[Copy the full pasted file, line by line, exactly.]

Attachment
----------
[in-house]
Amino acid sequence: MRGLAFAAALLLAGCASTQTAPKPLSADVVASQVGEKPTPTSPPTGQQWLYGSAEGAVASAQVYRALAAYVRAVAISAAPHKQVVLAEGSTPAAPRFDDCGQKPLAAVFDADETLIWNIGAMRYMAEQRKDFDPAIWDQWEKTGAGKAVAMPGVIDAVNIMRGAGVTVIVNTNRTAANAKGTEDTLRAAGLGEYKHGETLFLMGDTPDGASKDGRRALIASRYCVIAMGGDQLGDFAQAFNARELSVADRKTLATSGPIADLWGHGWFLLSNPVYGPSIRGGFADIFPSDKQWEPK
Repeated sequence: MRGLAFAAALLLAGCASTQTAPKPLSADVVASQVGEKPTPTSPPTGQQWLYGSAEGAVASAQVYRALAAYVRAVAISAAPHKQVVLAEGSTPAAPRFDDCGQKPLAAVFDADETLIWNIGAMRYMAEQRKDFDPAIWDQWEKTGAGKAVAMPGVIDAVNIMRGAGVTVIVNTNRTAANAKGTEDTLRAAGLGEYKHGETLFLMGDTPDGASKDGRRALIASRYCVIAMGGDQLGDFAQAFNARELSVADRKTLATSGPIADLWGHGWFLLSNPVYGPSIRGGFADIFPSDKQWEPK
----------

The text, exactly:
[in-house]
Amino acid sequence: MRGLAFAAALLLAGCASTQTAPKPLSADVVASQVGEKPTPTSPPTGQQWLYGSAEGAVASAQVYRALAAYVRAVAISAAPHKQVVLAEGSTPAAPRFDDCGQKPLAAVFDADETLIWNIGAMRYMAEQRKDFDPAIWDQWEKTGAGKAVAMPGVIDAVNIMRGAGVTVIVNTNRTAANAKGTEDTLRAAGLGEYKHGETLFLMGDTPDGASKDGRRALIASRYCVIAMGGDQLGDFAQAFNARELSVADRKTLATSGPIADLWGHGWFLLSNPVYGPSIRGGFADIFPSDKQWEPK
Repeated sequence: MRGLAFAAALLLAGCASTQTAPKPLSADVVASQVGEKPTPTSPPTGQQWLYGSAEGAVASAQVYRALAAYVRAVAISAAPHKQVVLAEGSTPAAPRFDDCGQKPLAAVFDADETLIWNIGAMRYMAEQRKDFDPAIWDQWEKTGAGKAVAMPGVIDAVNIMRGAGVTVIVNTNRTAANAKGTEDTLRAAGLGEYKHGETLFLMGDTPDGASKDGRRALIASRYCVIAMGGDQLGDFAQAFNARELSVADRKTLATSGPIADLWGHGWFLLSNPVYGPSIRGGFADIFPSDKQWEPK